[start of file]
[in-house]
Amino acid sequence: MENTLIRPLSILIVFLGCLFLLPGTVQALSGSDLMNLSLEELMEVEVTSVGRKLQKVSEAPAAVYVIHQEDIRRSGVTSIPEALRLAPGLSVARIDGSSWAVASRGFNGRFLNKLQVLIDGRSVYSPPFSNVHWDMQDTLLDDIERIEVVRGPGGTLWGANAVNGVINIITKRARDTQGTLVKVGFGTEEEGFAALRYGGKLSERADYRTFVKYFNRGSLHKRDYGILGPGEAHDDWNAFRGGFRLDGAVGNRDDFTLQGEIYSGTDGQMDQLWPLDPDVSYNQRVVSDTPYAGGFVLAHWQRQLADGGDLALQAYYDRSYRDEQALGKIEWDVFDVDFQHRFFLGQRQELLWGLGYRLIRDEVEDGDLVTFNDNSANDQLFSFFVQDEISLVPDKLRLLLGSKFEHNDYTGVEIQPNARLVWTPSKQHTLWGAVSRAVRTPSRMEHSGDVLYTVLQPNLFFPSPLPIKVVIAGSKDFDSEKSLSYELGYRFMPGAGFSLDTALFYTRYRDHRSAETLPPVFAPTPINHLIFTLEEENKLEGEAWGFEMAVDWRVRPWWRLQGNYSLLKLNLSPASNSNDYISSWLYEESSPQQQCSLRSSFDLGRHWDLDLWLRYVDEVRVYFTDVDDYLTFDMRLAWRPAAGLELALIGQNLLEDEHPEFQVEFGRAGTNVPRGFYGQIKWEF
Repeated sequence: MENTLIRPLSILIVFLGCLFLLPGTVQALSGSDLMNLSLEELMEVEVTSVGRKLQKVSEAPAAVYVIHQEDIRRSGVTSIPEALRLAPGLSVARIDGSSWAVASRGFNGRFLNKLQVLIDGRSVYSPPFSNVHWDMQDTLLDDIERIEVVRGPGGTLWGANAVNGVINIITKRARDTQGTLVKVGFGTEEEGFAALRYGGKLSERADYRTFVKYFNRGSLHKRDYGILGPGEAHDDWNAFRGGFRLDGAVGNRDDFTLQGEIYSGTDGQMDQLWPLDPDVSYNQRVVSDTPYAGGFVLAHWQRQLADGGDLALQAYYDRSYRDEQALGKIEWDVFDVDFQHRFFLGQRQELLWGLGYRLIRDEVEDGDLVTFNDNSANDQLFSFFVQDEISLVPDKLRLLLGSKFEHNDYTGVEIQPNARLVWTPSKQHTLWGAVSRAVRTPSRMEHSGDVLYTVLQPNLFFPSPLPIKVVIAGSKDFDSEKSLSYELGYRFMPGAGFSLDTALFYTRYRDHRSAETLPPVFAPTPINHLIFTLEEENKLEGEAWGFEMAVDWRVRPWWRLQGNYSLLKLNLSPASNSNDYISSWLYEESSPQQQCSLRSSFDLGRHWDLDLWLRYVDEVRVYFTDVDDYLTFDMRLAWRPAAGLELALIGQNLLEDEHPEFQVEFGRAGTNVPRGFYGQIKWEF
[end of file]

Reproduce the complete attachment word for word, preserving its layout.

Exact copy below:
[in-house]
Amino acid sequence: MENTLIRPLSILIVFLGCLFLLPGTVQALSGSDLMNLSLEELMEVEVTSVGRKLQKVSEAPAAVYVIHQEDIRRSGVTSIPEALRLAPGLSVARIDGSSWAVASRGFNGRFLNKLQVLIDGRSVYSPPFSNVHWDMQDTLLDDIERIEVVRGPGGTLWGANAVNGVINIITKRARDTQGTLVKVGFGTEEEGFAALRYGGKLSERADYRTFVKYFNRGSLHKRDYGILGPGEAHDDWNAFRGGFRLDGAVGNRDDFTLQGEIYSGTDGQMDQLWPLDPDVSYNQRVVSDTPYAGGFVLAHWQRQLADGGDLALQAYYDRSYRDEQALGKIEWDVFDVDFQHRFFLGQRQELLWGLGYRLIRDEVEDGDLVTFNDNSANDQLFSFFVQDEISLVPDKLRLLLGSKFEHNDYTGVEIQPNARLVWTPSKQHTLWGAVSRAVRTPSRMEHSGDVLYTVLQPNLFFPSPLPIKVVIAGSKDFDSEKSLSYELGYRFMPGAGFSLDTALFYTRYRDHRSAETLPPVFAPTPINHLIFTLEEENKLEGEAWGFEMAVDWRVRPWWRLQGNYSLLKLNLSPASNSNDYISSWLYEESSPQQQCSLRSSFDLGRHWDLDLWLRYVDEVRVYFTDVDDYLTFDMRLAWRPAAGLELALIGQNLLEDEHPEFQVEFGRAGTNVPRGFYGQIKWEF
Repeated sequence: MENTLIRPLSILIVFLGCLFLLPGTVQALSGSDLMNLSLEELMEVEVTSVGRKLQKVSEAPAAVYVIHQEDIRRSGVTSIPEALRLAPGLSVARIDGSSWAVASRGFNGRFLNKLQVLIDGRSVYSPPFSNVHWDMQDTLLDDIERIEVVRGPGGTLWGANAVNGVINIITKRARDTQGTLVKVGFGTEEEGFAALRYGGKLSERADYRTFVKYFNRGSLHKRDYGILGPGEAHDDWNAFRGGFRLDGAVGNRDDFTLQGEIYSGTDGQMDQLWPLDPDVSYNQRVVSDTPYAGGFVLAHWQRQLADGGDLALQAYYDRSYRDEQALGKIEWDVFDVDFQHRFFLGQRQELLWGLGYRLIRDEVEDGDLVTFNDNSANDQLFSFFVQDEISLVPDKLRLLLGSKFEHNDYTGVEIQPNARLVWTPSKQHTLWGAVSRAVRTPSRMEHSGDVLYTVLQPNLFFPSPLPIKVVIAGSKDFDSEKSLSYELGYRFMPGAGFSLDTALFYTRYRDHRSAETLPPVFAPTPINHLIFTLEEENKLEGEAWGFEMAVDWRVRPWWRLQGNYSLLKLNLSPASNSNDYISSWLYEESSPQQQCSLRSSFDLGRHWDLDLWLRYVDEVRVYFTDVDDYLTFDMRLAWRPAAGLELALIGQNLLEDEHPEFQVEFGRAGTNVPRGFYGQIKWEF